CSCsc58665

The ENTITY-MIB: entPhysicalVendorType now returns correct information for SFP ports.

CSCsc81978

When the switch displays a STORM_CONTROL-3-SHUTDOWN message and a port status changes to disabled, the cpscEvent (cpscStatus) Trap now correctly shows that the CPortStormControlStatusType is 5, which means shutdown.

In previous releases, the trap showed 2, which means forwarding.

CSCsc84627

A MAC entry no longer changes from static to dynamic on a switch configured with Private VLANs.

CSCsc84880

When the radius-server source-ports 1645-1646 global configuration command is removed, the switch no longer sends the RADIUS server requests with incorrect source ports.

CSCsd16059

A switch now correctly forwards nonstandard Virtual Router Redundancy Protocol (VRRP) packets. (In nonstandard VRRP packets, the Layer 3 destination is a multicast address, but the Layer 2 destination address is a unicast address.)

CSCsd16908

If the dot1x port-control auto/force-unauthorized interface configuration command has been entered while IEEE 802.1x is globally disabled, it is no longer necessary to enter the no dot1x port-control interface configuration command to return to the default setting of force-authorized.

CSCsd19470

This error log message no longer randomly appears:

%TCAMMGR-3-HANDLE_ERROR: cam handle [hex] is invalid

CSCsd24183

A switch no longer fails when a user logs in, the debug radius privileged EXEC command is enabled, and the RADIUS server is sending an unsupported attribute value.

CSCsd30129

After you delete a global- or interface-level NAC Layer 2 IP configuration by using the no ip admission name global- or interface-configuration command, the switch no longer fails and displays a message similar to this:

Unexpected exception to CPUvector 700, PC = 3CEDAC0 
-Traceback= 3CEDAC0 45106C C82010 C3D4F4 C3D618 C40B94 FE7EA0 2BBA34 2B28B8 AE8BEC 
B035CC 8F3F84 8EA54C 

CSCsd79916

An authenticated IEEE 802.1X port now passes traffic to an attached PC if the switch port is configured with a voice VLAN, the attached PC is configured to perform both machine and user authentication, and the machine and user authentication on the PC the result in different VLANs being assigned to the port.

CSCsd81205

When a supplicant authenticates, the switch no longer fails if a value for attribute 11 is configured 
on the RADIUS server.

Resolved Device Manager Caveat

This is the resolved device manager caveat:

CSCef78853

Entering certain characters in some menu items in the device manager window can cause the front panel of a switch to not appear or error dialogs to appear. This can occur when a semicolon (;), single quotation mark (`), or double quotation mark (") is used as part of the hostname, port description, SNMP system location, SNMP system contact, SNMP community strings, Telnet password, or switch password.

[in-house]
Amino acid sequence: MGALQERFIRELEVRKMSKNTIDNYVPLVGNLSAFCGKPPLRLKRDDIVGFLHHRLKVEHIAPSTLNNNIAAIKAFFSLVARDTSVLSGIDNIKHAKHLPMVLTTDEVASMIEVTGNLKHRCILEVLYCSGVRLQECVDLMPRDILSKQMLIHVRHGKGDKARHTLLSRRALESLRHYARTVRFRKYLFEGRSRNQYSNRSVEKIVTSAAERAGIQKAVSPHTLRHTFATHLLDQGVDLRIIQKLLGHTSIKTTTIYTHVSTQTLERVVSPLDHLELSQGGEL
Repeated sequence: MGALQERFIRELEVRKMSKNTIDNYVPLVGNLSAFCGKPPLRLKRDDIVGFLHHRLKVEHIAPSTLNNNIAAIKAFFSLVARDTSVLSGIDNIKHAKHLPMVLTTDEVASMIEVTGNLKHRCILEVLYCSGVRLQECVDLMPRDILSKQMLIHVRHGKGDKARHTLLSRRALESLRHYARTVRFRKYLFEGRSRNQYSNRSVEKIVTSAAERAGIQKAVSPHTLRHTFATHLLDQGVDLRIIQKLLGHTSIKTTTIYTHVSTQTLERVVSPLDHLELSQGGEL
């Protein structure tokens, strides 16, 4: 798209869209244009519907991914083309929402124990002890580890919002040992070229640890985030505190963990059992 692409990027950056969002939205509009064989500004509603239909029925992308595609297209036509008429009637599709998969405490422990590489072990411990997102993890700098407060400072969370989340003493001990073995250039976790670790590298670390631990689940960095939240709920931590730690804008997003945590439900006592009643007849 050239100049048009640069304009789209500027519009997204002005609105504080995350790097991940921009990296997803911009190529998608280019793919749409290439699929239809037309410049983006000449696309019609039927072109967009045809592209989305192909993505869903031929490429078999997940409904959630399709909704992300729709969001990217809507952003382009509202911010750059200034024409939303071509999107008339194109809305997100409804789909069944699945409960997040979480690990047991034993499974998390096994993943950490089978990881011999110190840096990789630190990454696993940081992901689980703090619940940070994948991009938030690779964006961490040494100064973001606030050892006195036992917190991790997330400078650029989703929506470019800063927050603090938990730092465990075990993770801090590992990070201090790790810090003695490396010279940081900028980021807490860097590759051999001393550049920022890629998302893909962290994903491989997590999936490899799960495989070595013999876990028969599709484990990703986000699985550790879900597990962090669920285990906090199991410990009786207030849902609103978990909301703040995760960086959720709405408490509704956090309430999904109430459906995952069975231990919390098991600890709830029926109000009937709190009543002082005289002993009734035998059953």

The workaround is to remove the character from names of these menu items.

Related Documentation

These documents provide complete information about the switch and are available from the HP web site:

http://www.hp.com/support

Cisco Gigabit Ethernet Switch Module for HP BladeSystem p-Class Release Notes
(part number 383623-001)

Cisco Gigabit Ethernet Switch Module for HP BladeSystem p-Class Software Configuration Guide (part number 380261-001)

Cisco Gigabit Ethernet Switch Module for HP BladeSystem p-Class System Message Guide
(part number 380260-001)

Cisco Gigabit Ethernet Switch Module for HP BladeSystem p-Class Hardware Installation Guide (part number 380264-001)

Cisco Gigabit Ethernet Switch Module for HP BladeSystem p-Class Quick Setup Instructions
(part number 380263-001)

Cisco Small Form-Factor Pluggable Modules Installation Instructions (part number 380-263-001)

HP BladeSystem p-Class SAN Connectivity Kit Quick Setup Instructions For Installing in Cisco Gigabit Ethernet Switch Module (part number 380262-001)

Cisco IOS Release 12.2 documentation is available at

http://www.cisco.com/en/US/products/sw/iosswrel/ps1835/index.html

Technical support

Before you contact HP

Be sure to have the following information available before you call HP:

Technical support registration number (if applicable)

Product serial number

Product model name and number

Product identification number

Applicable error messages

Add-on boards or hardware

Third-party hardware or software

Operating system type and revision level

HP contact information

For the name of the nearest HP authorized reseller:

In the United States, see the HP US service locator webpage (http://www.hp.com/service_locator).

In other locations, see the Contact HP worldwide (in English) webpage (http://welcome.hp.com/country/us/en/wwcontact.html).

For HP technical support:

In the United States, for contact options see the Contact HP United States webpage (http://welcome.hp.com/country/us/en/contact_us.html). To contact HP by phone:

Call 1-800-HP-INVENT (1-800-474-6836). This service is available 24 hours a day, 7 days a week. For continuous quality improvement, calls may be recorded or monitored.

If you have purchased a Care Pack (service upgrade), call 1-800-633-3600. For more information about Care Packs, refer to the HP website (http://www.hp.com).

In other locations, see the Contact HP worldwide (in English) webpage (http://welcome.hp.com/country/us/en/wwcontact.html).